+ Motor City Brewing Works: Pretty good pizzas. I split four pizzas with three friends and was able to try the Margherita, Roasted Pear & Fig, Danimal, and the Godfather. I loved the classic Margherita. Pretty decent Root Beer too.
+ Bronx Bar: Three Words. . .Plate of Bacon.
+ Traffic Jam & Snug: I only tried their homemade ice cream, chocolate with fresh raspberries. I've heard mixed reviews on their food.
+ Harmonie Garden: My program ordered Harmonie Garden during one of our orientation days, needless to say I liked everything I tried.
+ Good Girls Go to Paris: A unique treat near the Detroit Institute of Arts, I tried the Savory Pascalle, very goat cheesy, and the White Kristy with lemon, butter and sugar. Bonus, bottomless cups of coffee if you eat in.
+ Slow's & Slow's To Go: I almost always got The Reason Sandwich - pork butt, pickles, slaw and your choice of one of five barbecue sauces. Don't be afraid to make a meal out of sides though - the mac n' cheese, sweet potato mash and baked beans were all favorites of mine.
+ Avalon Bakery: I lived way to close too Avalon and was a frequent customer. The Sea Salt Chocolate Chip cookie is a must if you go but I also loved their granola bars, almond spice and trail mix cookies.
+ Hygrade Deli: My friend Jeneen found this restaurant and we went one Thursday morning for breakfast. We were the only people their by 10AM and enjoyed chatting with the owner, and listening to the waitresses talk about how their front door hasn't worked the same since Detroit 1-8-7 filmed there.
+ Neighborhood Noodle: One of the pop-up restaurants working to establish more permanent status as a food truck/cart/restaurant. I was able to attend their last Noodle Nights at Supino Pizzeria. Hopefully they will be up and running with their Noodle Mobile soon; they, along with many other vendors in the city are working with the city to establish ordinances for mobile food vendors. You can read about my experience at Noodle Night here.

+ Supino Pizzeria: The best pizza I have had in the Mitten, hands down. The crust, the crust, the crust. I was a fan of the Supino and San Gennaro. Supino is located in the Eastern Market District.
+ Russell Street Deli: Located next to Supino in the Eastern Market District, Russell Street serves up delicious, fresh food for both breakfast and lunch. Tons of vegetarian and vegan options to choose from.

Places To Shop for Groceries and More:
+ University Foods: A great grocery for students at Wayne State and nearby neighborhoods. The store is small but offers a wide variety of products, including organic food.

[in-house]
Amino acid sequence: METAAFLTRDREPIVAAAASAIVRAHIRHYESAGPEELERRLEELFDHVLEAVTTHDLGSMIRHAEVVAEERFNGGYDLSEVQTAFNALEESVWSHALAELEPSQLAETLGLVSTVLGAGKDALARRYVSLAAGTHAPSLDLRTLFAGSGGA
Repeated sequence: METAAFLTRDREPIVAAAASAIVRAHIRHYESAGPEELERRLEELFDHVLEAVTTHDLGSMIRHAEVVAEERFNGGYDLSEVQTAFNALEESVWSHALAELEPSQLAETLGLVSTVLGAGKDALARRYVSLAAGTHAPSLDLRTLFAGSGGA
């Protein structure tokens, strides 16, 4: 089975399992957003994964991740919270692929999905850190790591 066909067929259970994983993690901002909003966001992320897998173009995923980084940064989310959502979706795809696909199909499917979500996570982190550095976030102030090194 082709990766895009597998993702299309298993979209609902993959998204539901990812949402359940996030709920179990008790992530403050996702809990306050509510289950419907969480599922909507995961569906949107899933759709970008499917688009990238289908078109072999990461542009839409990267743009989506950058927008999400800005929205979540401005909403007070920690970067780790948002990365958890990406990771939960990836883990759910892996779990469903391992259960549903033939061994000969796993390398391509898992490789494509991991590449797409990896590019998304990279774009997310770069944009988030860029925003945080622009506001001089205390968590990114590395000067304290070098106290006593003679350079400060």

+ Kim's Produce: A small grocer along Woodward that offers fresh produce and popular health food brands. Most importantly they sell Calder Dairy Chocolate Milk.
+ Goodwell's Natural Foods: Another small grocer near Wayne State, Goodwells offers many unique health foods as well as some delicious prepared foods. The Famous Pocket Sandwich is a personal favorite.
+ Honeybee Market: Located in Mexicantown, Honeybee has a wide selection of Latin specialty foods in addition to the staples of your regular grocer.
Eastern Market: A gem in Detroit for over 100 years. The Saturday market is an experience you must have if you come Detroit, there are a wide variety of food vendors across several market sheds. I'm partial Shed 2 where you can find many specialty foods. Starting this Tuesday, you can enjoy the market from 11AM-7PM.

+ City Bird: Once you fall in love with Detroit, go to to City Bird for all of your Detroit loving needs. The also have great greeting cards and gifts. Bonus, the store was opened by some University of Michigan grads.

Places to Go:
+ Dequindre Cut and Detroit Riverwalk: Bike, walk or run on this rails to trails path. Read about my experience here.
+ Charles H. Wright Museum of African American History: I took the most impressive museum tour I have ever been on here. Go here.
+ The Heidelberg Project: A community art project on Detroit's east side that is transforming the way people view the conditions of community.

+ Detroit Institute of Art: I never actually went, but I should of and I will. Among other things, the museum is known for it's Diego Rivera mural.
+ Green Garage and the Green Alley: The green garage is basically the mecca of green technology and the re purposing of materials. The building is being rehabbed in a cooperative manner by teams of professionals, skilled tradesmen and volunteers. The group also created Detroit's first Green Alley, planted with native Michigan plants.

This is just a sampling of what Detroit has to offer. If your interested in a structured tour of the city, I wrote a history tour and community visions tour for my History of Detroit class that I would be happy to share.

Friday, July 1, 2011

Summer Inspiration

I'm feeling so much excitement and motivation to try new recipes this week. It's great. I checked out three cookbooks from the library today: Moosewood Restaurants New Classics , Seasonal Preserves by Joanna Farrow, and Gwyneth Paltrow's new cookbook my father's daughter (it was in Bon Appetit, so I figured it was legit).

Yesterday I made this lentil and rice salad, courtesy of Giada. The recipe was really easy to make, I had all ingredients on hand except a lemon for zest. I also added about a teaspoon of curry powder and a handful of raisins. Next time I think I will add a little more curry powder, but the recipe seems versatile for a number of flavor combos. Bonus, rice + lentils = complete protein.

This afternoon I was sitting out on the porch staring a the herb garden my Mom and Dad planted. The basil caught my eye and I remembered earlier this summer when a coworker was drinking sweet basil iced tea during a staff meeting. One Google search later, I was setting up at the stove to brew Sweet Basil Honey Tea from Food52. Of course, I was missing the essential regular black tea (and once again lemon - must.get.lemons) but I did have a cinnamon vanilla black tea from Trader Joe's. Unfortunately the vanilla and cinnamon dominated the flavor of the tea, but it smelled like basil. Delicious and refreshing nonetheless. I'll definitely give it another try with the right ingredients too. 

Any plans for the holiday weekend?